Some reflections on VJ Day 15th August 1945

Philip E Briggs. VJ Day reflections

Dad wasn’t a hero. He would have been disapproving of the ubiquity of the whole “Help for Heroes” thing which suggests that as soon as you put on a military uniform you become heroic. He volunteered in 1941 because he had a sense of duty – the vast majority of the British people, one way or another, did the same thing. He was an intelligent, fit young man (24) about to be married and a few years into a career as a Transport Manager. That was his thing, he was good with vehicles. Quiet. Good at sport. Honourable. Decent. The Army gave him a commission and allocated him to the Royal Army Service Corps, who did transport. He married as planned and then, like thousands of others, he was in a troop ship bound for…? He didn’t know, and it changed along the way but in early February 1942 he found himself in Singapore one of those sent to reinforce the garrison island. Not great timing.

In the days before Singapore fell Dad was involved in the action. But it was a hopeless cause. The British and Commonwealth troops were rounded up, placed first in Changi, and then moved to Thailand where work on the Thai/Burma railway began. It was to be a year before my mother, who was pregnant and expecting their first child in April knew his fate. At the end of March, six weeks after Singapore fell, she had a communication saying that Dad was “missing”. Over a year later, on April 3rd 1943, she finally received a telegram from the War Office that he was a Prisoner of War.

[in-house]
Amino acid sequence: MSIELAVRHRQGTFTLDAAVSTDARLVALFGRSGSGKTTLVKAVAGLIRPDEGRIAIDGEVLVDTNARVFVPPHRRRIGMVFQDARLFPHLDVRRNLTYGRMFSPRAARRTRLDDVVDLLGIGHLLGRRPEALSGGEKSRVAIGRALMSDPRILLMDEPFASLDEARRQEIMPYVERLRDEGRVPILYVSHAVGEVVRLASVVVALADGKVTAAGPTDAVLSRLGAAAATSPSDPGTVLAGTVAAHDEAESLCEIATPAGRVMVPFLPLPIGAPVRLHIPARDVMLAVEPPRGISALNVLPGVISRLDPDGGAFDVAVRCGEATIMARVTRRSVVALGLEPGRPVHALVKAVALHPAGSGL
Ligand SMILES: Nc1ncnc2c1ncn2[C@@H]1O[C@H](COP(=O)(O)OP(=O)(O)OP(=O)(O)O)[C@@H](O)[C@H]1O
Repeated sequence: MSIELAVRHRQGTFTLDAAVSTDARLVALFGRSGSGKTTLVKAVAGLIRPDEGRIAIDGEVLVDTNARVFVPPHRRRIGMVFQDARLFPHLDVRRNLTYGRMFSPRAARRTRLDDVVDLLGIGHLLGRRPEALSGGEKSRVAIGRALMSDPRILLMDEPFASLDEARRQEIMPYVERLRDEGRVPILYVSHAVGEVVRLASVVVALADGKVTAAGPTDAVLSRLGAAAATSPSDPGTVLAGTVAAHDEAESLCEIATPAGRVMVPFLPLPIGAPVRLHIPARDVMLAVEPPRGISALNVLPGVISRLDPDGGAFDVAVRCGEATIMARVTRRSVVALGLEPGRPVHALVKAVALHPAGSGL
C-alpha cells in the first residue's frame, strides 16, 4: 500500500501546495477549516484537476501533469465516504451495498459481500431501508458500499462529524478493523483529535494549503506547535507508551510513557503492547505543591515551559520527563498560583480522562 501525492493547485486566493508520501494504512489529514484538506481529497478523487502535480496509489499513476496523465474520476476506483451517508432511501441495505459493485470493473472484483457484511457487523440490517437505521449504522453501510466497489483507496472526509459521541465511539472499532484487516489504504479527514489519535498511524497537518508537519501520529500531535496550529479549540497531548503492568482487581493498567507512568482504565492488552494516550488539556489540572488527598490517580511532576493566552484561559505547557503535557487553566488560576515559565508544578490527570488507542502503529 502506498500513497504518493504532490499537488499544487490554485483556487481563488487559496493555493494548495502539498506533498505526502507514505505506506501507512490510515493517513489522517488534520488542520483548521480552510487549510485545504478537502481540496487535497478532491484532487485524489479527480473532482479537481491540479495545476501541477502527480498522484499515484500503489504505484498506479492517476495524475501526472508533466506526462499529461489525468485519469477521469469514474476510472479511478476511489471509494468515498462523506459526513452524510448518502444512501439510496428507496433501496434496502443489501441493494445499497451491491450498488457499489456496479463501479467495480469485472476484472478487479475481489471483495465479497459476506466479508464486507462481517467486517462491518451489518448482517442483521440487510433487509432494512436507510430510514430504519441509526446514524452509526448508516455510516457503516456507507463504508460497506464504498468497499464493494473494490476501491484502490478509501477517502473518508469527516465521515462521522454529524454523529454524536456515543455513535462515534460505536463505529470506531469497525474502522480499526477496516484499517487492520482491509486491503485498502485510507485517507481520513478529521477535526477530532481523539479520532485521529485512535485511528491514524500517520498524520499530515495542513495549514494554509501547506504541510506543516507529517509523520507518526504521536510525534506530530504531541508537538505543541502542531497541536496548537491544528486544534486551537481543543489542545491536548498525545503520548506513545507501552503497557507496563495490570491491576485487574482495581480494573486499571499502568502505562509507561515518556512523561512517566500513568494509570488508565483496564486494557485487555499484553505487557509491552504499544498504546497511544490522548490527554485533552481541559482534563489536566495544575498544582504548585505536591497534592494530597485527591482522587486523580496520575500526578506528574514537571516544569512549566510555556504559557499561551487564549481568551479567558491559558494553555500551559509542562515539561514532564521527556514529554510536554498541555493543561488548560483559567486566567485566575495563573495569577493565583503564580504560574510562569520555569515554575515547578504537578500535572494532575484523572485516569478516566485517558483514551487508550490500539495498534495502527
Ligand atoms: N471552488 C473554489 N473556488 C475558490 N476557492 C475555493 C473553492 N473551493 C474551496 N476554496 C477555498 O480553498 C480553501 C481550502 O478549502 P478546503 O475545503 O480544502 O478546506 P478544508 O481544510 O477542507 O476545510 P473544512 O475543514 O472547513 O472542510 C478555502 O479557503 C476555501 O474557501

On VJ Day, 15th August 1945, my mother celebrated in a muted way. She was not to know Dad’s fate until 10th September when a cable confirmed that he was on his way home. He sailed from Rangoon on the 32 year old HMT Orduna on 21st September and arrived in Liverpool on 19th October. He had been away from England, and my mother, for nearly four years.

As with so many Far East Prisoners of War Dad rarely talked about his experiences. I know that he was involved in the Camp radio – he kept an earphone in his shoe. I know that he was part of a small group of Officers who made contact with Thai locals to smuggle some food into the Camp. I know that if he’d been discovered in these activities he’d have been shot – or worse. Somehow he survived. He survived privations that books like the Booker prize-winning “The Narrow Road to the Deep North” describe so graphically. Officers had a better chance of survival than other ranks. Young, fit men perhaps survived better than older ones. But luck played its part. The serendipity of his incarceration and survival didn’t turn my father into a hero. He lived to be 75 . He lived a fulfilling life after the War. He never forgot what he’d been through. And he never forgave his captors.

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